International caviar trade halted to save sturgeon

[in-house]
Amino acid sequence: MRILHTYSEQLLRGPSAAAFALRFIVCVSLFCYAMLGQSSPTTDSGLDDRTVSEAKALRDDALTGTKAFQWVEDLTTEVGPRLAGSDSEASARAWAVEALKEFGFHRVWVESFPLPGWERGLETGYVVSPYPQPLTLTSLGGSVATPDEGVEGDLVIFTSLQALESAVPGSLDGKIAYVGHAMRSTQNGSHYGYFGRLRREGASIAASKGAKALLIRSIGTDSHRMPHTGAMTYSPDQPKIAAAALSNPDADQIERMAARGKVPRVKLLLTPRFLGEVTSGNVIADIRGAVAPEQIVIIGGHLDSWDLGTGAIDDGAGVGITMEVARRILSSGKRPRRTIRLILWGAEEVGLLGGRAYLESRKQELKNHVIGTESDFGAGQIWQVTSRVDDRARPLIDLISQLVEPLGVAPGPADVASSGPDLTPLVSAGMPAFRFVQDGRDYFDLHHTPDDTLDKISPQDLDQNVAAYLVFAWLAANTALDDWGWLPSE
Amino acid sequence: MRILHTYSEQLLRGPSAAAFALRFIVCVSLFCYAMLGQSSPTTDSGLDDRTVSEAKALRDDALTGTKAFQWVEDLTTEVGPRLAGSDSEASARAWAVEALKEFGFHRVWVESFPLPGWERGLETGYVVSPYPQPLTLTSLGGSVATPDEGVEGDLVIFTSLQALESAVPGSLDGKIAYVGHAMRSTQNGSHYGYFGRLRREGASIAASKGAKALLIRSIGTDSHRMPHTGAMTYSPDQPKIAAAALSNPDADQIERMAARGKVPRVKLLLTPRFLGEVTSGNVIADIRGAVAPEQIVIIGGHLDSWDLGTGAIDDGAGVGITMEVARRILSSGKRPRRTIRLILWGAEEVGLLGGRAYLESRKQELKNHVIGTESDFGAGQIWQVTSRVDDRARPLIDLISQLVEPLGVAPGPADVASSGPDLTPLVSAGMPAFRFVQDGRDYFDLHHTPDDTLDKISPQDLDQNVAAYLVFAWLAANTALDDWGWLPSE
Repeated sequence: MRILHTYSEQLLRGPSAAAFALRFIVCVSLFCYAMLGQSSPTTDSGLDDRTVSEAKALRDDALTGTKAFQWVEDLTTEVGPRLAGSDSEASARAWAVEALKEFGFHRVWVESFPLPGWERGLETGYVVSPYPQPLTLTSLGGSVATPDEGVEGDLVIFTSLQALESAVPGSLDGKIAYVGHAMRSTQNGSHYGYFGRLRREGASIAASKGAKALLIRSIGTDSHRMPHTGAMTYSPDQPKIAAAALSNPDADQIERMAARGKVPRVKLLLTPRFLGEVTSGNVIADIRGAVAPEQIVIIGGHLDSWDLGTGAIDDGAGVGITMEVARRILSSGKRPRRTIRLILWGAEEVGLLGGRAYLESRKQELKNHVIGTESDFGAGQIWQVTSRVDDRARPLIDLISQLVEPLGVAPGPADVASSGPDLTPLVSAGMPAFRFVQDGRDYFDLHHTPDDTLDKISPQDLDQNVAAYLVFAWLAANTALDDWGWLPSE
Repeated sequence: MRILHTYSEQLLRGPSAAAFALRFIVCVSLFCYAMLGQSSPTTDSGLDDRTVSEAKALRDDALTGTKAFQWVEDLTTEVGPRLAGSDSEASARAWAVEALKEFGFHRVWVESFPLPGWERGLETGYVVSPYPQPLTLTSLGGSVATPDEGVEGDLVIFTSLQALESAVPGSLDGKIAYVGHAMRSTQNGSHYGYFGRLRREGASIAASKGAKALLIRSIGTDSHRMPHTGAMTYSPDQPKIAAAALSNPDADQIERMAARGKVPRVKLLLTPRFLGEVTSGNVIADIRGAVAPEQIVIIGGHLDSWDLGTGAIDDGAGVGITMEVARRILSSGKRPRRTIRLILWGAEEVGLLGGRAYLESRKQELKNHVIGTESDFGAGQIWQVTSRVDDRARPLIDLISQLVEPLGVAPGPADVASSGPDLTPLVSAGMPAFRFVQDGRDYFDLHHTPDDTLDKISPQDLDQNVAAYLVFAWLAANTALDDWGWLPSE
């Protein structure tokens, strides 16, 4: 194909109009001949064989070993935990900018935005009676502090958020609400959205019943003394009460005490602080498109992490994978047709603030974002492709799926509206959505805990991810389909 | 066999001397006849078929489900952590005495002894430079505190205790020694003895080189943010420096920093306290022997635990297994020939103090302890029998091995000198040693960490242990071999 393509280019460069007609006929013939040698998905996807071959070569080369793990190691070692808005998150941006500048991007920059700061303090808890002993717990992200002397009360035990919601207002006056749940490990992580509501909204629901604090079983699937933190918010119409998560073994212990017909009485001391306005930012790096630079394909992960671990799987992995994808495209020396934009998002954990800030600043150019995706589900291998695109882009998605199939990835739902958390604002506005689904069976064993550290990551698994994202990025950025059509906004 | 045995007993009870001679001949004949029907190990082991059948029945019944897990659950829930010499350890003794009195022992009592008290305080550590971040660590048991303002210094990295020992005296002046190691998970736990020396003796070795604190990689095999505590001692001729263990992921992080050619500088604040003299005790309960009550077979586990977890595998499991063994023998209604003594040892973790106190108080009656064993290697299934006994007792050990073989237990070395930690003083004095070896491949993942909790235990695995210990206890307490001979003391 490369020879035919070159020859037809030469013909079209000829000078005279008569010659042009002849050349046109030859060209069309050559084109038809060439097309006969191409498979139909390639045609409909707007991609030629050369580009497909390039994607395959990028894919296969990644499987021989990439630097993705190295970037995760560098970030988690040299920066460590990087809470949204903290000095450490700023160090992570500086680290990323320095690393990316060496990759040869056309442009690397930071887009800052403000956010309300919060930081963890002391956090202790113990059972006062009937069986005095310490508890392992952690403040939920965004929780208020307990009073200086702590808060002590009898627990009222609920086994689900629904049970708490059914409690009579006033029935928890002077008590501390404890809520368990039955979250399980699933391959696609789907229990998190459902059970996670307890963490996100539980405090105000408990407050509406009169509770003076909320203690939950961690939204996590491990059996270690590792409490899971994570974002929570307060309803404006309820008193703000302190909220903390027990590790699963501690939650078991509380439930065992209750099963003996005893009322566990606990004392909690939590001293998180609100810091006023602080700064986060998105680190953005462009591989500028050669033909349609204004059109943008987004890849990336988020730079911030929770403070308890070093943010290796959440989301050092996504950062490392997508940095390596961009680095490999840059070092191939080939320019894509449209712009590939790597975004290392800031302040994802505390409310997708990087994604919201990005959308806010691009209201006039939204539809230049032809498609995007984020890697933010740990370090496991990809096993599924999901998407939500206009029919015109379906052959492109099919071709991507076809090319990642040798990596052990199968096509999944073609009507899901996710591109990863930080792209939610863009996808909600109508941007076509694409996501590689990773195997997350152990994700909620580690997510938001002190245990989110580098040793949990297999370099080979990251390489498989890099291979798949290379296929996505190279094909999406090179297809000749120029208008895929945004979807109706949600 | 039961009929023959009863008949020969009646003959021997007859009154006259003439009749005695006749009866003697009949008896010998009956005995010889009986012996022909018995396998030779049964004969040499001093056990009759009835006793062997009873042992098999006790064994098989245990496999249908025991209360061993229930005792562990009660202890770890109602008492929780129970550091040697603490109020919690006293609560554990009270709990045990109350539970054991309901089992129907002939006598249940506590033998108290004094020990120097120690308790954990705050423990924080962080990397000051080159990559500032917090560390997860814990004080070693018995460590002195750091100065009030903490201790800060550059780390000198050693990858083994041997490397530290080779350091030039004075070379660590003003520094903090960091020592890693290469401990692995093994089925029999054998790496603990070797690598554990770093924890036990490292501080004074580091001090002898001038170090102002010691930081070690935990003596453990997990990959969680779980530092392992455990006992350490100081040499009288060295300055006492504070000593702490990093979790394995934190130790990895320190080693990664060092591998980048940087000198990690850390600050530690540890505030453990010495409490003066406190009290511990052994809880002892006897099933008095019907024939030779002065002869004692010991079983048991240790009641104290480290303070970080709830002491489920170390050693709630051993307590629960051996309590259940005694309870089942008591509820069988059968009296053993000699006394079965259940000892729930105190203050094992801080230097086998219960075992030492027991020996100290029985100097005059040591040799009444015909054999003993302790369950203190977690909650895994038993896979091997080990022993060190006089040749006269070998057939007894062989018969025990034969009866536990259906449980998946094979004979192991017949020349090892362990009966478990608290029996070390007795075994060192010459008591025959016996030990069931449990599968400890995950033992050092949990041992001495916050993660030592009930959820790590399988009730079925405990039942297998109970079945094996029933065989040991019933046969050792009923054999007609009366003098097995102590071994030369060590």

Oh, man, this is going to cramp our style at Grist staff parties: A global ban on international export of wild caviar — salty black sturgeon eggs prized by gourmets — took effect on Tuesday. The U.N. Convention on International Trade in Endangered Species nixed the lucrative trade, worth about $100 million a year, to try and save overfished sturgeon stocks from extinction. Parties to CITES, including the U.S., must eschew caviar imports, while 10 caviar-exporting countries including China, Iran, and Russia will have to demonstrate effective fish-management plans before the U.N. reopens international trade. Such plans must account for the rampant poaching that feeds the black market for beluga-sturgeon caviar, which has roughly doubled in price in the past year to about $200 an ounce (tell us about it!). This is the third time since 2001 that international caviar trade has been halted in hopes of preserving sturgeon. Obviously it’s working like a charm.